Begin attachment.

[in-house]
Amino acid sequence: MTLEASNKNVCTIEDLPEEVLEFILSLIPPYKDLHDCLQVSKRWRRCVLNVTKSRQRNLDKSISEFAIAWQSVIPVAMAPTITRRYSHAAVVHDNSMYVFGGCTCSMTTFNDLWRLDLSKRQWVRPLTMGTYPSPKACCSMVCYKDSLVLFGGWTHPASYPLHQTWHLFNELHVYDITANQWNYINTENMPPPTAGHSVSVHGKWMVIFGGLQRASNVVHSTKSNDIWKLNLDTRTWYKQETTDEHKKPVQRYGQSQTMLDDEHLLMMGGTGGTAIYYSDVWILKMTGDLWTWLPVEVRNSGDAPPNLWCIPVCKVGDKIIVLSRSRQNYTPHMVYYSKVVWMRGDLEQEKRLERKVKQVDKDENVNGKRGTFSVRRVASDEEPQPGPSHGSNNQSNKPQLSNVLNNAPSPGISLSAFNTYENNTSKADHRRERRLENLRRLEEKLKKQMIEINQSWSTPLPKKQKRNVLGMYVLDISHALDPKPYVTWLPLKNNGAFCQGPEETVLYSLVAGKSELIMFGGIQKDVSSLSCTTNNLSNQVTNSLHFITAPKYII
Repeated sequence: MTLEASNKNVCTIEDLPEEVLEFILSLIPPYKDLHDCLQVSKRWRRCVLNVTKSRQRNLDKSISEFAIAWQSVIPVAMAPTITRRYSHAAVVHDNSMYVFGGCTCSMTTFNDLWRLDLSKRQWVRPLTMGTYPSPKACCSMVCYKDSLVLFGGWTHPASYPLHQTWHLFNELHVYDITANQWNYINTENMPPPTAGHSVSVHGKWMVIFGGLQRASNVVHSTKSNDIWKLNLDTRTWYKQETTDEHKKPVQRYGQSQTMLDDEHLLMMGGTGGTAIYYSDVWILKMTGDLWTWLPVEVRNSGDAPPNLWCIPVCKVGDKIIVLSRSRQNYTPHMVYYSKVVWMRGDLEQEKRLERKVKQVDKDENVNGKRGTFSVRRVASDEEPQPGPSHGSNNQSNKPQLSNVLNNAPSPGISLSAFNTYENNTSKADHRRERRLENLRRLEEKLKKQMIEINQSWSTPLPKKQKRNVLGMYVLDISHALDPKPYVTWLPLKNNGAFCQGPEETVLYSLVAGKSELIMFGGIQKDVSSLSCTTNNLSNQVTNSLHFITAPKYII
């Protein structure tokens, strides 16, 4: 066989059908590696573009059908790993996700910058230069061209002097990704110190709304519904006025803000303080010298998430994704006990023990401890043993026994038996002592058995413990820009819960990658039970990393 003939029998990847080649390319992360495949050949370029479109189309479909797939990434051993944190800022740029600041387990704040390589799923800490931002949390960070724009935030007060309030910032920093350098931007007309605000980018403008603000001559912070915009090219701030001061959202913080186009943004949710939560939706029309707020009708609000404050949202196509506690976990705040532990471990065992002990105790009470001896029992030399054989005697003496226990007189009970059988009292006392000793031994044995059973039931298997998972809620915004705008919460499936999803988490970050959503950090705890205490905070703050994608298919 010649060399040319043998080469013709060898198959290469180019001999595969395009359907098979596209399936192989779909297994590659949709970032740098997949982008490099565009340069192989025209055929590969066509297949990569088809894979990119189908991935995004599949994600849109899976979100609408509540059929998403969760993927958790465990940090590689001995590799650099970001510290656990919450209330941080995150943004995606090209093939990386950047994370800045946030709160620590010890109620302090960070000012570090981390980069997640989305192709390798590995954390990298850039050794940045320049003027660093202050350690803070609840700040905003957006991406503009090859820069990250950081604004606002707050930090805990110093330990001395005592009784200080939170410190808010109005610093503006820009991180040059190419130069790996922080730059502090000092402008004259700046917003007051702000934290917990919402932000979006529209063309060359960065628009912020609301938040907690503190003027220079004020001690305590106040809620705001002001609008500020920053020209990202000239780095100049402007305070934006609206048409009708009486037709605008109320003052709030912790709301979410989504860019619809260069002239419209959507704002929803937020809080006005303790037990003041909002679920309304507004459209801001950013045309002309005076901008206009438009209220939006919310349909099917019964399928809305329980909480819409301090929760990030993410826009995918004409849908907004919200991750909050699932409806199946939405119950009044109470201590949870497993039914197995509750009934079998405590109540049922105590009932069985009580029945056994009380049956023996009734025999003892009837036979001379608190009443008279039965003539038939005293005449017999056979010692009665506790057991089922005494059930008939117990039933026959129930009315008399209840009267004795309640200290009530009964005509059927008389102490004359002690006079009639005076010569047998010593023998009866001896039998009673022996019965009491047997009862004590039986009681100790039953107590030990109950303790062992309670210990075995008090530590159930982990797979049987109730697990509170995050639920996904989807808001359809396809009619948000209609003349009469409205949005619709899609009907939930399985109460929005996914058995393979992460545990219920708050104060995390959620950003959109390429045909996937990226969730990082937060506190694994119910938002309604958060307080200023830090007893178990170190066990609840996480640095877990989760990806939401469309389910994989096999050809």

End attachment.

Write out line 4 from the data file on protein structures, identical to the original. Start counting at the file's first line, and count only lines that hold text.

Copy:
């Protein structure tokens, strides 16, 4: 066989059908590696573009059908790993996700910058230069061209002097990704110190709304519904006025803000303080010298998430994704006990023990401890043993026994038996002592058995413990820009819960990658039970990393 003939029998990847080649390319992360495949050949370029479109189309479909797939990434051993944190800022740029600041387990704040390589799923800490931002949390960070724009935030007060309030910032920093350098931007007309605000980018403008603000001559912070915009090219701030001061959202913080186009943004949710939560939706029309707020009708609000404050949202196509506690976990705040532990471990065992002990105790009470001896029992030399054989005697003496226990007189009970059988009292006392000793031994044995059973039931298997998972809620915004705008919460499936999803988490970050959503950090705890205490905070703050994608298919 010649060399040319043998080469013709060898198959290469180019001999595969395009359907098979596209399936192989779909297994590659949709970032740098997949982008490099565009340069192989025209055929590969066509297949990569088809894979990119189908991935995004599949994600849109899976979100609408509540059929998403969760993927958790465990940090590689001995590799650099970001510290656990919450209330941080995150943004995606090209093939990386950047994370800045946030709160620590010890109620302090960070000012570090981390980069997640989305192709390798590995954390990298850039050794940045320049003027660093202050350690803070609840700040905003957006991406503009090859820069990250950081604004606002707050930090805990110093330990001395005592009784200080939170410190808010109005610093503006820009991180040059190419130069790996922080730059502090000092402008004259700046917003007051702000934290917990919402932000979006529209063309060359960065628009912020609301938040907690503190003027220079004020001690305590106040809620705001002001609008500020920053020209990202000239780095100049402007305070934006609206048409009708009486037709605008109320003052709030912790709301979410989504860019619809260069002239419209959507704002929803937020809080006005303790037990003041909002679920309304507004459209801001950013045309002309005076901008206009438009209220939006919310349909099917019964399928809305329980909480819409301090929760990030993410826009995918004409849908907004919200991750909050699932409806199946939405119950009044109470201590949870497993039914197995509750009934079998405590109540049922105590009932069985009580029945056994009380049956023996009734025999003892009837036979001379608190009443008279039965003539038939005293005449017999056979010692009665506790057991089922005494059930008939117990039933026959129930009315008399209840009267004795309640200290009530009964005509059927008389102490004359002690006079009639005076010569047998010593023998009866001896039998009673022996019965009491047997009862004590039986009681100790039953107590030990109950303790062992309670210990075995008090530590159930982990797979049987109730697990509170995050639920996904989807808001359809396809009619948000209609003349009469409205949005619709899609009907939930399985109460929005996914058995393979992460545990219920708050104060995390959620950003959109390429045909996937990226969730990082937060506190694994119910938002309604958060307080200023830090007893178990170190066990609840996480640095877990989760990806939401469309389910994989096999050809």